John Boehner's announcement last week that the an immigration law change this year might be a bridge too far for his caucus to cross is very welcome news, both for the United States and for real immigration reform.
Those House Republicans who said "no" did their country and their party a great service. In doing so, they saved the country from a very divisive fight over an area that only 4 percent of the American public feels is an issue that Congress must tackle now. Instead, Americans have made very clear, repeatedly, that they want both parties to concentrate on the economy.
This, the president and his allies have refused to do, preferring instead to invest in what was to be Mr. Obama's legacy health care legislation, first to pass it, then to try and rescue it.
The Republicans, on the other hand had their own legacy concerns, summed up in the term "survival". Some party leaders worried that if they didn't pass legislation dealing with the country's 11.7 million illegal aliens, many of whom where family members and friends of the country's largest growing ethnic group, the party risked a rendezvous with irrelevance, to use Michael Gerson's evocative phrase.
Yet even Mr. Gerson, a moderate much in favor of "reform", had this to say about the timing:
There are, however, more serious criticisms about Speaker John Boehner's timing, even among those open to reform. Immigration reform is an issue that generally unites Democrats and deeply divides Republicans. Why emphasize those divisions — and highlight elements of the coalition seemingly intent on alienating Latino voters — while headed toward a midterm election? Why draw attention away from the failures of Obamacare by starting an internal GOP debate on immigration that is bound to be heated, even ugly?
Mr. Boehner, it seems, has bowed to the inevitable. However he should be appreciated for doing so. He understood, as Rep. John Flemming (R-La.) was quoted in that article as saying, that "it was not worth picking a fight that would almost certainly end with nothing accomplished."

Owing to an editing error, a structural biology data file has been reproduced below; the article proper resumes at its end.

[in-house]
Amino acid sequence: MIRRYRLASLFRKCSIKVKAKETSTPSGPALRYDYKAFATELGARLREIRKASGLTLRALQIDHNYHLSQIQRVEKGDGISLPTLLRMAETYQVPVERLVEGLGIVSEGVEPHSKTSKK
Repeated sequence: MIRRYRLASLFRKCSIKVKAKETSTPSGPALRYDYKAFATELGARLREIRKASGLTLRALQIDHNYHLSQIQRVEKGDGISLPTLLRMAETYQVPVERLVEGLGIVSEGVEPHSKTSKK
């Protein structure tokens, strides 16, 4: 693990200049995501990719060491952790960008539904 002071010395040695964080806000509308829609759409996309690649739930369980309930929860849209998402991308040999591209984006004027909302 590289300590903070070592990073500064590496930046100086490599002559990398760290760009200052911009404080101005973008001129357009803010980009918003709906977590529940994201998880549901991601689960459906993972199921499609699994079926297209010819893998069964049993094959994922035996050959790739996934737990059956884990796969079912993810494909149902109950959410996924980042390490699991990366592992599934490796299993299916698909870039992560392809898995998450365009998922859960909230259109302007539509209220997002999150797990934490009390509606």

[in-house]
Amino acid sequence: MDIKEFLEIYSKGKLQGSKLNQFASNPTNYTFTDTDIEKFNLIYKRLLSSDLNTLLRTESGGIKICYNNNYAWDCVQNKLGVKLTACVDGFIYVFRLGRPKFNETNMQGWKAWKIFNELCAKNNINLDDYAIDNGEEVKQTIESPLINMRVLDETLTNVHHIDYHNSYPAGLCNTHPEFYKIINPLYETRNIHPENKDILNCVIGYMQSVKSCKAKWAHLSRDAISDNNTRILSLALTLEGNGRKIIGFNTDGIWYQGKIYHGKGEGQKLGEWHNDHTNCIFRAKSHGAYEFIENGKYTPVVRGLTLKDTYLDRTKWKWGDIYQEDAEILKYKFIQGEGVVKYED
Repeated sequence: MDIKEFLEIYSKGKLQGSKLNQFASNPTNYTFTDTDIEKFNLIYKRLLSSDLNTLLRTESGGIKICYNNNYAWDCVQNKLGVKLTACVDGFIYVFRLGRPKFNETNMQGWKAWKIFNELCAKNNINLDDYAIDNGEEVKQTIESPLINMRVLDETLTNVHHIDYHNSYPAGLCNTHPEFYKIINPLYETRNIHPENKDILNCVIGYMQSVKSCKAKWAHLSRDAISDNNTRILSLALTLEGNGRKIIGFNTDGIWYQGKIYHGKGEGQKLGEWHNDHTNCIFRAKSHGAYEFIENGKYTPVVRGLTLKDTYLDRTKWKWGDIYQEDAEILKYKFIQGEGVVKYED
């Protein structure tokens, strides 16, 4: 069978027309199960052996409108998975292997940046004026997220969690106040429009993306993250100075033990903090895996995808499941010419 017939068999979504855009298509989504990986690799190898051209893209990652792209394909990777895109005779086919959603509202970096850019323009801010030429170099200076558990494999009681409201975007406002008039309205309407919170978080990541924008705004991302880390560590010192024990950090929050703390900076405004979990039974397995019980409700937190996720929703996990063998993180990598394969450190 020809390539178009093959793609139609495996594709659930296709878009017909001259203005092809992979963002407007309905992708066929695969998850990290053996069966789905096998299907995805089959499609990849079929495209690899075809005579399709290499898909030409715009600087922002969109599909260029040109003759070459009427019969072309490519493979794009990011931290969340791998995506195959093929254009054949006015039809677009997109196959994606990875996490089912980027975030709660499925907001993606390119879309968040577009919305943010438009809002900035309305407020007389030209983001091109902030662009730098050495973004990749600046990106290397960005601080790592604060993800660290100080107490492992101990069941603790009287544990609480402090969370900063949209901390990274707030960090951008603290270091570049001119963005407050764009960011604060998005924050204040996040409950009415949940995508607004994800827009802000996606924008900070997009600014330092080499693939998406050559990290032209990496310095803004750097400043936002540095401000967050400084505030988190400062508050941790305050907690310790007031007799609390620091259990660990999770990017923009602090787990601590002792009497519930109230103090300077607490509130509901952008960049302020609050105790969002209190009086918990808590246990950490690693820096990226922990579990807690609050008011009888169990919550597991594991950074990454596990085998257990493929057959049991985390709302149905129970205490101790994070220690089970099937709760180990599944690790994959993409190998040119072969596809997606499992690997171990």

Mr. Boehner might have adapted the Obama strategy for getting heath care through Congress when Scott Brown (R-Mass.) was elected senator from Massachusetts in a special election running on a platform of being the 41st vote against the legislation.
He did not and that is to his credit. Rather, he has allowed the House to proceed through its step-by-step process, holding hearings and discussing alternatives. In doing so, he educated his House members on the complex intricacies of immigration policy.
As a result, the next time immigration comes up in the House, Mr. Boehner and his caucus will start at a much different and more knowledgeable level.
Conservatives remain suspicious of Mr. Boehner's intentions. However, those suspicious are more correctly focused on the question of what an acceptable stance for House members would be rather than the speaker's intentions. On those he has been quite clear. At his weekly news briefing he said this (at 8:26, emphasis in original):
I have made clear for 15 months the need for the Congress and the administration to work together on immigration reform. It needs to get done. I'm going to continue to talk to my members about how to move forward, but the president is going to have to do his part as well.
There is no doubt that Mr. Boehner hoped he could find and build on common ground in the House among his caucus. There is no doubt he still does. There is no doubt that he thinks that immigration reform is an important issue both for his party and his county.
And on this he is right.